by Sheryl Marlar
Akiebia Hicks works as a park ranger.
She’s an author, publishing her first book.
In her spare time, she’s a student at the University of West Georgia, having recently been accepted in the Master of Public Administration program in the school’s political science department. Oh yeah, she also works as a department grad assistant.
Hicks, from Ellaville, obtained her undergraduate degree at Georgia Southwestern State University. While there, she worked as a park ranger intern at the Jimmy Carter National Historic Site in Plains for a year and a half.
After Hicks graduated, former President Carter was instrumental in her decision to further her education. He encouraged her to apply, even writing her letter of recommendation to UWG.
This past summer, she began working as a park ranger at the Little River Canyon National Preserve in Fort Payne, Ala.
As a park ranger, Hicks began to see patterns and visiting habits of the visitors to the national parks. She noticed that not many minorities visit the parks, so she began to research why. What she found really opened her eyes to the visitor numbers, as well as who visits and who does not.
“I began to wonder, why don’t minorities, especially African-Americans, visit the parks,” she explained. “Maybe it’s a cultural fear, to do something different than your family before you.”
Hicks explained that when she does see other minorities at the park, she almost imagines what they are thinking.
“They look at me like they’re wondering what I’m doing there,” she explained.
Hicks’ research not only led her to write a book, but she has incorporated it into a proposal that she submitted to the Conference on Sustaining Diverse and Inclusive Communities funded by the Andrew W. Mellon Foundation.
Her proposal was accepted. In November, she will attend the conference at Queens College in New York to present her work.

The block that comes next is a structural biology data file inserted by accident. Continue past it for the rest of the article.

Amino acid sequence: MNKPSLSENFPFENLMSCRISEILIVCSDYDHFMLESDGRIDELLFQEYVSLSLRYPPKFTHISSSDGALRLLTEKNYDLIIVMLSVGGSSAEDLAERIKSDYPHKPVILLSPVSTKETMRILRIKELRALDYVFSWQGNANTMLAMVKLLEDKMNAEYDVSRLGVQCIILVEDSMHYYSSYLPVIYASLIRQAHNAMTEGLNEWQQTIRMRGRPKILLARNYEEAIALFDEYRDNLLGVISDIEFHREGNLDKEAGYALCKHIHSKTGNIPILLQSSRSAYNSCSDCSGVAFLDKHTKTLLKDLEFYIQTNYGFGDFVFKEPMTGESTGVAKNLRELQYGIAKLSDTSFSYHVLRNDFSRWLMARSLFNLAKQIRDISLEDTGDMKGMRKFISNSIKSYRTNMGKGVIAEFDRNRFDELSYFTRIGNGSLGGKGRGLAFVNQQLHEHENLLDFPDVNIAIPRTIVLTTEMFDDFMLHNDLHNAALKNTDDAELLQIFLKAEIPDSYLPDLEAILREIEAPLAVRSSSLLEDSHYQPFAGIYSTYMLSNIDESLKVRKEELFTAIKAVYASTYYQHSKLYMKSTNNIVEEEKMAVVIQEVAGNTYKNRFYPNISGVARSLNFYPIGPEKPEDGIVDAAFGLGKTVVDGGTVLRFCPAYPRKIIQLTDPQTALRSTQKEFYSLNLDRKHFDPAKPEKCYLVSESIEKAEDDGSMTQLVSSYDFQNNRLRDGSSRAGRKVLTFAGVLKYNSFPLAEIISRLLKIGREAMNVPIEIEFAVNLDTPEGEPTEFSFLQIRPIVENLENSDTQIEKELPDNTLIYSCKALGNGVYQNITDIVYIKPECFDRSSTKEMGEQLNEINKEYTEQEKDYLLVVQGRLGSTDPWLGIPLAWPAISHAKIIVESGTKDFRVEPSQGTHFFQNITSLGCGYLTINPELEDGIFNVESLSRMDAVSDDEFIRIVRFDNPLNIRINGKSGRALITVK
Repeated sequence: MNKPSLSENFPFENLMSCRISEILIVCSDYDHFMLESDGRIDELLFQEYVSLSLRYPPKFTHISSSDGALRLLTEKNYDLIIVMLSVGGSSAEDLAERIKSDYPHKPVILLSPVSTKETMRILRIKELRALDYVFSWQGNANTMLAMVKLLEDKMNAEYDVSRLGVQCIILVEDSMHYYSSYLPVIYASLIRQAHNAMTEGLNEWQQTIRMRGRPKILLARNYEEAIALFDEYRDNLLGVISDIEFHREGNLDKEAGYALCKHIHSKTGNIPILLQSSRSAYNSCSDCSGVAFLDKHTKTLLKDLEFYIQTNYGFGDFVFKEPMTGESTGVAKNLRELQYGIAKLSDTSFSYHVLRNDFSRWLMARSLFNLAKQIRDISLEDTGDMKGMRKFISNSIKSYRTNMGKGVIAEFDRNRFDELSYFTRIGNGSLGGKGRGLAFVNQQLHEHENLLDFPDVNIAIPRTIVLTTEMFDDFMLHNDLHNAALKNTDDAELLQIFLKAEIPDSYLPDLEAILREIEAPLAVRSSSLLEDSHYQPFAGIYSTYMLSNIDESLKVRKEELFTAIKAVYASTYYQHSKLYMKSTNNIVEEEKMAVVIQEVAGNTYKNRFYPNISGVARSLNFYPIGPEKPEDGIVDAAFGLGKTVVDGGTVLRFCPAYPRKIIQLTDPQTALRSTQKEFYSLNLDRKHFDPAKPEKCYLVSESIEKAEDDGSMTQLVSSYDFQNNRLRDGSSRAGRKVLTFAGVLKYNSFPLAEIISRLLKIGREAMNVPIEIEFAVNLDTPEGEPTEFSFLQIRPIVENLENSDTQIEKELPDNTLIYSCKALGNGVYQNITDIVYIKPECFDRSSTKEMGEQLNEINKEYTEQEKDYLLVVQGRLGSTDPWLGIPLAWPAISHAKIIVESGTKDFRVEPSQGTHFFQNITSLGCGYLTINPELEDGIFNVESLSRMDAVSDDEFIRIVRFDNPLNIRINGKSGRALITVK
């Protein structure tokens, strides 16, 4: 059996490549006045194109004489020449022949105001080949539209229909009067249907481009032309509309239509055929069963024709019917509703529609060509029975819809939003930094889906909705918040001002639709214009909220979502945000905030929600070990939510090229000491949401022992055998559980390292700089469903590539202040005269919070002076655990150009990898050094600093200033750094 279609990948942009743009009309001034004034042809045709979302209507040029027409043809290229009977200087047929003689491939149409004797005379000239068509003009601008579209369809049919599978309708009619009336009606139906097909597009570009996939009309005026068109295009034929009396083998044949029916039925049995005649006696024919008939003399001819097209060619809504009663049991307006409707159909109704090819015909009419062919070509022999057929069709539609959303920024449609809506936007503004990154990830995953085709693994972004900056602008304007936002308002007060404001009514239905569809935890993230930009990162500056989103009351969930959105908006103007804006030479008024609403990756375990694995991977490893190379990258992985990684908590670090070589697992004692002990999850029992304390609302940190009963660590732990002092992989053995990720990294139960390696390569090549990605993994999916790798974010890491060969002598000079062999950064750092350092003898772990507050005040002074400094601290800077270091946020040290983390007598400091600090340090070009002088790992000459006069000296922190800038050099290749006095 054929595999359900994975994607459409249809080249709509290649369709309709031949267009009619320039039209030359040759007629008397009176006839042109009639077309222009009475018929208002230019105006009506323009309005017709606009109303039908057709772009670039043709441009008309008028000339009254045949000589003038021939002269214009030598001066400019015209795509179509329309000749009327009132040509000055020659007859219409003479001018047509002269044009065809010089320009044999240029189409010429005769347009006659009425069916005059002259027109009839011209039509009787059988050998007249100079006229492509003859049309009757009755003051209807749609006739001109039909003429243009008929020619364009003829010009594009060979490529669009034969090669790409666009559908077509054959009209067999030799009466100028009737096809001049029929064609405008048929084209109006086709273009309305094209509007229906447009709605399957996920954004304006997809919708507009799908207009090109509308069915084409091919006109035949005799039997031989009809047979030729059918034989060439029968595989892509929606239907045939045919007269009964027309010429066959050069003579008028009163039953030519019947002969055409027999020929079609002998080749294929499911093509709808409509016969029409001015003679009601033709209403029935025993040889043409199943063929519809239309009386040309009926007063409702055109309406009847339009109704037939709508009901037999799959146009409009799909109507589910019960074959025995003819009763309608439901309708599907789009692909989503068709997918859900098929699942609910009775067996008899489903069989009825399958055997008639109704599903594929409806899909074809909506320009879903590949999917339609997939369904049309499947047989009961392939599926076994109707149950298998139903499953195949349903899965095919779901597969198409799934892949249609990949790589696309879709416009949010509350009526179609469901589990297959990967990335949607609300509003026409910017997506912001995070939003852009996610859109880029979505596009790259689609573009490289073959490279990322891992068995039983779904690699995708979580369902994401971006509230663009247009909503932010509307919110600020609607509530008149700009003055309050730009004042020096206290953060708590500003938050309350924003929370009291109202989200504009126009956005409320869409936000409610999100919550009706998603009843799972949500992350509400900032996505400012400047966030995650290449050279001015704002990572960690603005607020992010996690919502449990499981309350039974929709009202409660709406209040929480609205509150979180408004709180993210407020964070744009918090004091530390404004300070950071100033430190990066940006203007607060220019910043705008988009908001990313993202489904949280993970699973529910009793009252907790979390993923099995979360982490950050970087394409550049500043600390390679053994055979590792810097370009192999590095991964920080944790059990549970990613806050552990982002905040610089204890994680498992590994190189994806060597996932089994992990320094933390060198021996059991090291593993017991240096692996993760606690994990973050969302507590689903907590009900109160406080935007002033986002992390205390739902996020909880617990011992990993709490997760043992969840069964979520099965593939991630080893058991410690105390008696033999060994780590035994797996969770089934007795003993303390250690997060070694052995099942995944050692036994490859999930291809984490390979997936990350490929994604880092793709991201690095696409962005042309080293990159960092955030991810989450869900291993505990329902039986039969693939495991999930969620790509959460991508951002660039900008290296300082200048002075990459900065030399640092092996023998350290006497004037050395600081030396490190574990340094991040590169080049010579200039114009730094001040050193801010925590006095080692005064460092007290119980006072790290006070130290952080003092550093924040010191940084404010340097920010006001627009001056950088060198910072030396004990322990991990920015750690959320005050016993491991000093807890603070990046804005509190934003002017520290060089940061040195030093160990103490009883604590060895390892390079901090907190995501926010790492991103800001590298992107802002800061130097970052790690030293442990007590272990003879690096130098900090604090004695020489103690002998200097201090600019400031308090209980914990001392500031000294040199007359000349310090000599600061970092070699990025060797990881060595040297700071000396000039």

“This is a great achievement,” said Dr. Kathleen Barrett, lecturer in political science.
Her book, entitled One Driver, is based off an idea she’s always had living life.
“If you’re living your life and make a mistake and go off path, then you have to deal with it, no one else,” she explained. “The whole point of the book is to let the reader know that there are so many things in life we can’t choose—our genetic diseases or who our family is, our race or if we grow up in poverty or not. But one thing we can choose is whether or not we want to be accepting and decent human beings. Racism isn’t genetic and neither is hatred. So many things in life we can’t control, but why not take advantage of the things we can.”
Many would wonder how she is able to do so much at one time, but Hicks seems to take it all in stride. She has a firm plan for the trail she plans to blaze. With her MPA, she’d like to advance in the National Park Service or teach history on a college campus.
“I hope to have published a few more books and be doing something in the public sector or the university system where I can change lives,” she said.
“Balancing outside activities and work can be tough at times, but knowing that I can seek guidance from my department makes everything worth it,” she concluded. “The professors and Brenda McCrary in the political science department are the epitome of supportive and understanding faculty and staff. I’m honored to have had the pleasure of meeting so many passionate faculty who care about the students and their success. I heard many great things about UWG’s College of Social Sciences, and I can honestly say that this department makes me proud every day that I decided to go west and experience such greatness first hand. Go Wolves!”Posted on